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Q&A: Actors Ronen Rubinstein and Sierra McCormick Feel “SOME KIND OF HATE”

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SOME KIND OF HATE cuts deeper than your typical teen horror film, and its two lead characters had more layers for their performers to dig into. Fango spoke to stars Ronen Rubinstein and Sierra McCormick following the movie’s Canadian premiere at Montreal’s Fantasia festival this summer.

Opening in theaters and available on VOD and iTunes tomorrow, SOME KIND OF HATE (reviewed here), directed and co-written by Adam Egypt Mortimer, stars Rubinstein as Lincoln, a bullied high-school outcast who violently turns on one of his tormentors and is sent to a rehabilitation camp for troubled youths. There, he is subjected to more harassment, and his growing rage conjures up the spirit of Moira (McCormick), a teenage girl driven to suicide by bullying, and now back to wreak revenge in a very specific, bloody manner. It’s quite a change of pace for McCormick, who has won legions of tween fans for her starring role on Disney’s popular A.N.T. FARM series.

FANGORIA: Could you each talk about how you came to SOME KIND OF HATE, and what it was about the project that appealed to you?

RONEN RUBINSTEIN: I was shooting a film in New York called CONDEMNED [see story here], produced by the same team as SOME KIND OF HATE, and they approached me about this role. The big subject of the film is bullying, and I have a close relationship with that topic. There was a girl I knew in high school from freshman to sophomore year who was a victim of bullying, and she ended up committing suicide because of it. So I needed to be part of this film, for many more reasons than for myself: for her, for her family, for victims all over the world, because it happens every day. People don’t know, because it’s a very sensitive subject, and people are afraid to come out about it. And then, it was a character I could fully immerse myself in, someone I don’t think I would have seen myself playing in a hundred years. I like dramas and I like slashers, and this was a combo of both, which was something I’d never personally seen or heard of, and it was very special to be a part of it.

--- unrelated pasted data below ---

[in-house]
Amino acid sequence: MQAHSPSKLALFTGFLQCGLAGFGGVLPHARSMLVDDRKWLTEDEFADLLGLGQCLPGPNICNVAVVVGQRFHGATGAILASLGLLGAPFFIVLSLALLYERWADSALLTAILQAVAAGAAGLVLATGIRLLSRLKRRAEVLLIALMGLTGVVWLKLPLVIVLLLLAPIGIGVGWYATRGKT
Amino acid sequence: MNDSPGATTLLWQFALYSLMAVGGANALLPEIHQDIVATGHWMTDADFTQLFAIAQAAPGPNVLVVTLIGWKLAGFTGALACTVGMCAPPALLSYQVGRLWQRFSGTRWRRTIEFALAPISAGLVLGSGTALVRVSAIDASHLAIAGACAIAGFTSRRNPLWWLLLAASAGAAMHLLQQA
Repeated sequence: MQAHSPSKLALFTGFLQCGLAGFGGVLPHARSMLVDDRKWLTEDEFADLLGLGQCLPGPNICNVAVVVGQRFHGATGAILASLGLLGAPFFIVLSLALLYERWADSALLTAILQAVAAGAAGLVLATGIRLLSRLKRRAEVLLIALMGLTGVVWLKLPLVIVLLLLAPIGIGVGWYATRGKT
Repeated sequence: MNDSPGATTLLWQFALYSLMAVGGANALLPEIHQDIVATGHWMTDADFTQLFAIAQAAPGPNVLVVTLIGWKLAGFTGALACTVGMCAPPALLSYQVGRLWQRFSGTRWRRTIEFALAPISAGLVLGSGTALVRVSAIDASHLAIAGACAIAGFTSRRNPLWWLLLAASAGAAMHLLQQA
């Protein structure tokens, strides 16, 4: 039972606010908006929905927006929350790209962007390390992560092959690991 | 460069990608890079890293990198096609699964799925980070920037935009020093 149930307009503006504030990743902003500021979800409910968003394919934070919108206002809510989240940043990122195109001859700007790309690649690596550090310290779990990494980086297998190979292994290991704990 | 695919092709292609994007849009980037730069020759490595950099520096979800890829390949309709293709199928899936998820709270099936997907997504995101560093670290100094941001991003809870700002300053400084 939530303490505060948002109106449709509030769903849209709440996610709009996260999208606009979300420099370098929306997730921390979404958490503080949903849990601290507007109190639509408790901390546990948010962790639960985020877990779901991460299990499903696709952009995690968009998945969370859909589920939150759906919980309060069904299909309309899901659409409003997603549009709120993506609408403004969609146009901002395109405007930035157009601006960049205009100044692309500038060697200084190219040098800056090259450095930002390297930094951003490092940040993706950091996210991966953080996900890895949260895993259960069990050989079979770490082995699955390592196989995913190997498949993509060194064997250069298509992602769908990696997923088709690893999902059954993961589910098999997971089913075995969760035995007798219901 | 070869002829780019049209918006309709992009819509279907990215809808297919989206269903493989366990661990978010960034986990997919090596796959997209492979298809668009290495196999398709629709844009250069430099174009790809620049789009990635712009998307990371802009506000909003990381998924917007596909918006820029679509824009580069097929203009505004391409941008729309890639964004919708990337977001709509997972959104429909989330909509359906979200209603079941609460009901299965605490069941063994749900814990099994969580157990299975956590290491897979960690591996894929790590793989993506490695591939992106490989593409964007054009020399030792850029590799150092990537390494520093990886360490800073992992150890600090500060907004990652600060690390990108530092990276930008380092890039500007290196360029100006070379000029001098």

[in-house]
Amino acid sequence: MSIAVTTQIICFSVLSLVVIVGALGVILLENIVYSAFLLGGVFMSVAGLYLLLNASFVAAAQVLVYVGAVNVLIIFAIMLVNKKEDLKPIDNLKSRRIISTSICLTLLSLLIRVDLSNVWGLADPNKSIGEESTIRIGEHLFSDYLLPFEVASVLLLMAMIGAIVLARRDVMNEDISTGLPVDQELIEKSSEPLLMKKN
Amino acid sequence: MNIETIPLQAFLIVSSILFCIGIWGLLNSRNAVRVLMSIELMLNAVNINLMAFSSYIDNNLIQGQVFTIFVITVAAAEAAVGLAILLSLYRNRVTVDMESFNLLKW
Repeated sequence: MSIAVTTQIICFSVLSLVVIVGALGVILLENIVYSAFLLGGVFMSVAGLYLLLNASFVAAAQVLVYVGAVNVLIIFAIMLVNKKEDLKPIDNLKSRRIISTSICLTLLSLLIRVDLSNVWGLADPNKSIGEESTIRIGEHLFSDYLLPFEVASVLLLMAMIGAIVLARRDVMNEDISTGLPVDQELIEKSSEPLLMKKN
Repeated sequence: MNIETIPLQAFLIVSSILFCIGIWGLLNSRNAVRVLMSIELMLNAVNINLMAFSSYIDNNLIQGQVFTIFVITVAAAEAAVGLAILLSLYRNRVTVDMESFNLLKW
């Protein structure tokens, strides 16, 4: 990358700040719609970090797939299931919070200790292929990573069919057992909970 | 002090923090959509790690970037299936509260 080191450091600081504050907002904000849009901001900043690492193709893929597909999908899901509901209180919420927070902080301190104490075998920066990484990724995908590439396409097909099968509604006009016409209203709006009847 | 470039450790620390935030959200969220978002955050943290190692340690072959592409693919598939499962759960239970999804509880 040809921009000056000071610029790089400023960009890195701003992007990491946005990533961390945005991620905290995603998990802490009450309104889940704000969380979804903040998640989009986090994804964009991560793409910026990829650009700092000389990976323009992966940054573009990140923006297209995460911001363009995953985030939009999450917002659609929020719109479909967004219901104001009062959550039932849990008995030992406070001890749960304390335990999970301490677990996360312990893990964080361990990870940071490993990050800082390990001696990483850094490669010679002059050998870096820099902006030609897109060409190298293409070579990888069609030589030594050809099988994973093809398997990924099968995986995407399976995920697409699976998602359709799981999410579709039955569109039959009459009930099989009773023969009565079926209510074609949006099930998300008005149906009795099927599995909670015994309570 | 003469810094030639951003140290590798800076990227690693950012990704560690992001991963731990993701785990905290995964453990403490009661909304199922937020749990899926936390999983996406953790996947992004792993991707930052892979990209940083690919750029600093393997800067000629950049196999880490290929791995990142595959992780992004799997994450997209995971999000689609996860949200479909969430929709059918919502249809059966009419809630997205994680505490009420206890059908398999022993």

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SIERRA McCORMICK: What I found interesting about the script was that slasher characters are normally these clichés who don’t have any emotional depth or nuances, and what I enjoyed about Moira was that she is a slasher, but she has an incredible amount of feelings and a backstory, and deeply rooted justifications and reasons why she’s doing what she’s doing, not just because she’s the villain. That goes back to that fact that everyone who assembled this wanted it to be an emotionally driven horror film, which is very cool. I’ve been a horror fan since I was a little kid, so the kid in me was like, “I get to play the scary thing!” but the older me was thinking, “This is a great project, because the feelings and relationships between the characters are just as big a part of the film as the splatter is.”

FANG: Were you thinking that this was about as great a step away from your usual roles as it was possible to get?

McCORMICK: Yeah, part of me was thinking about that. I wasn’t quite sure how to sort of…not release myself from that [Disney] image, but let people know I could do other stuff. I felt this was perfect, because it wasn’t some thankless part in a scary movie; it was a very difficult role to play, and would be demanding of me emotionally and mentally. It was a great way to step away from comedy for a little while and try drama again; I had mostly done dramas when I was younger, so I was excited to get back into that, and into horror.

FANG: You did have a bit of horror experience, from SUPERNATURAL.

McCORMICK: Yeah, I did two episodes, and I was also the scary thing in that; I played a little girl possessed by a demon, which was really fun! I did that when I was around 9 or 10, and being the scary character at that age is kind of different, because there’s that whole creepy-child thing that’s like, “Mommy…” and then [demon voice] “I’m going to kill you!” I had such a good time on that; in fact, up until now, that was my favorite job. So I thought it was cool to play the scary one again, but a different type this time. Moira has a deeply rooted, emotional past and a very tragic backstory, and who she was when she was alive is crucial to who she is as this sort of entity, when she’s resurrected, in a way.

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FANG: The two of you develop a very intense, emotional relationship over the course of SOME KIND OF HATE. How did you work on that together to bring it to life?

McCORMICK: We rehearsed our scenes extensively beforehand, and I always say Ronen is the best scene partner. In that blood-rain scene we have, we went outside while they were setting up the rig and rehearsed it for hours. I really appreciated the fact that he would do that with me, because I’ve worked with other actors who don’t like to over-rehearse. That’s great for them, but I feel like I’m always best on the last take—the more I do something, until I’m absolutely falling over, the better it’s going to be.